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Nature. 2014 Oct 16;514(7522):380-4. doi: 10.1038/nature13589. Epub 2014 Aug 6.

CRISPR-mediated direct mutation of cancer genes in the mouse liver.

Author information

1
1] David H. Koch Institute for Integrative Cancer Research, Massachusetts Institute of Technology, Cambridge, Massachusetts 02142, USA [2].
2
David H. Koch Institute for Integrative Cancer Research, Massachusetts Institute of Technology, Cambridge, Massachusetts 02142, USA.
3
Tufts University and Harvard Medical School, Boston, Massachusetts 02115, USA.
4
Broad Institute of Massachusetts Institute of Technology and Harvard, Cambridge, Massachusetts 02142, USA.
5
1] David H. Koch Institute for Integrative Cancer Research, Massachusetts Institute of Technology, Cambridge, Massachusetts 02142, USA [2] Department of Chemical Engineering, Massachusetts Institute of Technology, Cambridge, Massachusetts 02142, USA [3] Harvard-MIT Division of Health Sciences &Technology, Cambridge, Massachusetts 02139, USA [4] Institute for Medical Engineering and Science, Massachusetts Institute of Technology, Cambridge, Massachusetts 02142, USA.
6
1] David H. Koch Institute for Integrative Cancer Research, Massachusetts Institute of Technology, Cambridge, Massachusetts 02142, USA [2] Department of Biology, Massachusetts Institute of Technology, Cambridge, Massachusetts 02142, USA.
7
1] David H. Koch Institute for Integrative Cancer Research, Massachusetts Institute of Technology, Cambridge, Massachusetts 02142, USA [2] Department of Biology, Massachusetts Institute of Technology, Cambridge, Massachusetts 02142, USA [3] Howard Hughes Medical Institute, Massachusetts Institute of Technology, Cambridge, Massachusetts 02139, USA.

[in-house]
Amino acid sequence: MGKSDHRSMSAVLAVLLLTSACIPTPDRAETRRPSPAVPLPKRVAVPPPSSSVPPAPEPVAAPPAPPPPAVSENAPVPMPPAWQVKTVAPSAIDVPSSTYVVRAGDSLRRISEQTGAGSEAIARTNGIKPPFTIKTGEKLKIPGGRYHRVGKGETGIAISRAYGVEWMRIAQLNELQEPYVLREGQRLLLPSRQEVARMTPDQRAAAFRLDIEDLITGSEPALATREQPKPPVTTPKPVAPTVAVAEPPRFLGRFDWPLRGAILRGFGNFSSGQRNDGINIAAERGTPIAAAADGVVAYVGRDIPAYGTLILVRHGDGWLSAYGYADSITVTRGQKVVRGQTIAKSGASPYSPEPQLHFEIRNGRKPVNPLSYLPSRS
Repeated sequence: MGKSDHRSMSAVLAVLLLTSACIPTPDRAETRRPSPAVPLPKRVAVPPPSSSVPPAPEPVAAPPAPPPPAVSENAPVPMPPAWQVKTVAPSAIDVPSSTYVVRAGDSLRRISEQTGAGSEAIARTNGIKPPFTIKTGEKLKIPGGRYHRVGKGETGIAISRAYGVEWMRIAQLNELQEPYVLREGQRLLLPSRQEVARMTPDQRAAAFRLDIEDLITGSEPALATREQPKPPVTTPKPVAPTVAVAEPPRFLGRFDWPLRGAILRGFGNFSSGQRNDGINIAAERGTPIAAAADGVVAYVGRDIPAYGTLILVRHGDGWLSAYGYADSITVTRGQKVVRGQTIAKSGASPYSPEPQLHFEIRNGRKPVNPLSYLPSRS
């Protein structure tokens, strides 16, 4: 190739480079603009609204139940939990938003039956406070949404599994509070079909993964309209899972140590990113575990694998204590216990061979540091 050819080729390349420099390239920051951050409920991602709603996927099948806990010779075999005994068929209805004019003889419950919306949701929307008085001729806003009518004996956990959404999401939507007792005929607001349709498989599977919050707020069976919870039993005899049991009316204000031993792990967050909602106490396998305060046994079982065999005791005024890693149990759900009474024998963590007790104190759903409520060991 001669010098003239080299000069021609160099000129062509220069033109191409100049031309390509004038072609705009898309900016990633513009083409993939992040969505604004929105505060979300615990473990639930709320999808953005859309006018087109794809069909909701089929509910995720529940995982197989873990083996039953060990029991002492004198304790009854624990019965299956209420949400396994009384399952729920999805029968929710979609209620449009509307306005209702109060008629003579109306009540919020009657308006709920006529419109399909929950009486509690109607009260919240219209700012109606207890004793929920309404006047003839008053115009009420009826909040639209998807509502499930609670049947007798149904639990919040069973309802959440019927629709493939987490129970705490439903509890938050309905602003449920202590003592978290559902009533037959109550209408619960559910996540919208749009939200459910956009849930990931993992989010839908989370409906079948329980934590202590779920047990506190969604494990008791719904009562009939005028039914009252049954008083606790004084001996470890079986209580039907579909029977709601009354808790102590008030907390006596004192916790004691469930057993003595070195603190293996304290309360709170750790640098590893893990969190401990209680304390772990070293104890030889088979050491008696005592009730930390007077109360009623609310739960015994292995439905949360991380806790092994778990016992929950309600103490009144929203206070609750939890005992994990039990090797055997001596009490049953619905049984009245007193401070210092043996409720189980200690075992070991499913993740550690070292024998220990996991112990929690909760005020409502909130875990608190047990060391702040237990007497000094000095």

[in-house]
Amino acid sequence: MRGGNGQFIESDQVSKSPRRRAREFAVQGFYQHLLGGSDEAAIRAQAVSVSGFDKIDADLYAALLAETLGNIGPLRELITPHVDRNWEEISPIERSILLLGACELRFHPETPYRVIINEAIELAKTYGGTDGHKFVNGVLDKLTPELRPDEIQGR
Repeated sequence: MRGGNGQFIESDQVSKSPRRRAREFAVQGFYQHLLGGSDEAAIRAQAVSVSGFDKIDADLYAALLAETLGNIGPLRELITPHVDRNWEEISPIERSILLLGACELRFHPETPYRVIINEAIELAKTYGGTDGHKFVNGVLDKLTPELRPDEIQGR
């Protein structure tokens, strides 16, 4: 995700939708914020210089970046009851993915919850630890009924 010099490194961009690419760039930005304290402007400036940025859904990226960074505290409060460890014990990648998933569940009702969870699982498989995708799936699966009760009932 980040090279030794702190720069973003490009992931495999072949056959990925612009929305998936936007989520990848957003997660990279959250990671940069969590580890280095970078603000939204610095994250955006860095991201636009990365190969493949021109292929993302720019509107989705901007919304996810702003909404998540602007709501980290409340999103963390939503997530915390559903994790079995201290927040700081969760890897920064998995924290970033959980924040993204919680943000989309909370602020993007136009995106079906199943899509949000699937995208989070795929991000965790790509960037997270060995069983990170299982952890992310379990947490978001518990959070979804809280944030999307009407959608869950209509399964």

Abstract

The study of cancer genes in mouse models has traditionally relied on genetically-engineered strains made via transgenesis or gene targeting in embryonic stem cells. Here we describe a new method of cancer model generation using the CRISPR/Cas (clustered regularly interspaced short palindromic repeats/CRISPR-associated proteins) system in vivo in wild-type mice. We used hydrodynamic injection to deliver a CRISPR plasmid DNA expressing Cas9 and single guide RNAs (sgRNAs) to the liver that directly target the tumour suppressor genes Pten (ref. 5) and p53 (also known as TP53 and Trp53) (ref. 6), alone and in combination. CRISPR-mediated Pten mutation led to elevated Akt phosphorylation and lipid accumulation in hepatocytes, phenocopying the effects of deletion of the gene using Cre-LoxP technology. Simultaneous targeting of Pten and p53 induced liver tumours that mimicked those caused by Cre-loxP-mediated deletion of Pten and p53. DNA sequencing of liver and tumour tissue revealed insertion or deletion mutations of the tumour suppressor genes, including bi-allelic mutations of both Pten and p53 in tumours. Furthermore, co-injection of Cas9 plasmids harbouring sgRNAs targeting the β-catenin gene and a single-stranded DNA oligonucleotide donor carrying activating point mutations led to the generation of hepatocytes with nuclear localization of β-catenin. This study demonstrates the feasibility of direct mutation of tumour suppressor genes and oncogenes in the liver using the CRISPR/Cas system, which presents a new avenue for rapid development of liver cancer models and functional genomics.

PMID:
25119044
PMCID:
PMC4199937
DOI:
10.1038/nature13589
[Indexed for MEDLINE]
Free PMC Article

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